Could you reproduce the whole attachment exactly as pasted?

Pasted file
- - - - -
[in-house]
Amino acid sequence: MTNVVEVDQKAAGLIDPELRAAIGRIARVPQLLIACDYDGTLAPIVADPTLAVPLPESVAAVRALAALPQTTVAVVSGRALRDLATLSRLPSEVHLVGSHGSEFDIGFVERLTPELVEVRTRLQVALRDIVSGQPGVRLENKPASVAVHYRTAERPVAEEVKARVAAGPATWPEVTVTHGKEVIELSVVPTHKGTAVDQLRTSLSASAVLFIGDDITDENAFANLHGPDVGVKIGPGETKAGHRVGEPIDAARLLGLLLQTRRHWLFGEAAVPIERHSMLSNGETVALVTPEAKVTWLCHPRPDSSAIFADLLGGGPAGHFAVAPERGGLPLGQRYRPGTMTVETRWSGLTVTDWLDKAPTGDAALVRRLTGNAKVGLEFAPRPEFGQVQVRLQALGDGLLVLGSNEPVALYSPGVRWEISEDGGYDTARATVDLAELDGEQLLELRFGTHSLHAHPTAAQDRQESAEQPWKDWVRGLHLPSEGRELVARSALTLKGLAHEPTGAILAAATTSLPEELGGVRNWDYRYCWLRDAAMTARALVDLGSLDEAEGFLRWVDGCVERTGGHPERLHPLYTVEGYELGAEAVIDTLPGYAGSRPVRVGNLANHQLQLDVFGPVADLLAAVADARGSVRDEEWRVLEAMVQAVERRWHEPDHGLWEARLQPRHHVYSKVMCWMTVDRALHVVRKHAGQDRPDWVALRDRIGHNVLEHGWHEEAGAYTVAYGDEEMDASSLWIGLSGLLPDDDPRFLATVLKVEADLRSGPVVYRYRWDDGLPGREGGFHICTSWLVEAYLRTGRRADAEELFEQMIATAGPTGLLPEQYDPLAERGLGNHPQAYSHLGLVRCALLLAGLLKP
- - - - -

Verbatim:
[in-house]
Amino acid sequence: MTNVVEVDQKAAGLIDPELRAAIGRIARVPQLLIACDYDGTLAPIVADPTLAVPLPESVAAVRALAALPQTTVAVVSGRALRDLATLSRLPSEVHLVGSHGSEFDIGFVERLTPELVEVRTRLQVALRDIVSGQPGVRLENKPASVAVHYRTAERPVAEEVKARVAAGPATWPEVTVTHGKEVIELSVVPTHKGTAVDQLRTSLSASAVLFIGDDITDENAFANLHGPDVGVKIGPGETKAGHRVGEPIDAARLLGLLLQTRRHWLFGEAAVPIERHSMLSNGETVALVTPEAKVTWLCHPRPDSSAIFADLLGGGPAGHFAVAPERGGLPLGQRYRPGTMTVETRWSGLTVTDWLDKAPTGDAALVRRLTGNAKVGLEFAPRPEFGQVQVRLQALGDGLLVLGSNEPVALYSPGVRWEISEDGGYDTARATVDLAELDGEQLLELRFGTHSLHAHPTAAQDRQESAEQPWKDWVRGLHLPSEGRELVARSALTLKGLAHEPTGAILAAATTSLPEELGGVRNWDYRYCWLRDAAMTARALVDLGSLDEAEGFLRWVDGCVERTGGHPERLHPLYTVEGYELGAEAVIDTLPGYAGSRPVRVGNLANHQLQLDVFGPVADLLAAVADARGSVRDEEWRVLEAMVQAVERRWHEPDHGLWEARLQPRHHVYSKVMCWMTVDRALHVVRKHAGQDRPDWVALRDRIGHNVLEHGWHEEAGAYTVAYGDEEMDASSLWIGLSGLLPDDDPRFLATVLKVEADLRSGPVVYRYRWDDGLPGREGGFHICTSWLVEAYLRTGRRADAEELFEQMIATAGPTGLLPEQYDPLAERGLGNHPQAYSHLGLVRCALLLAGLLKP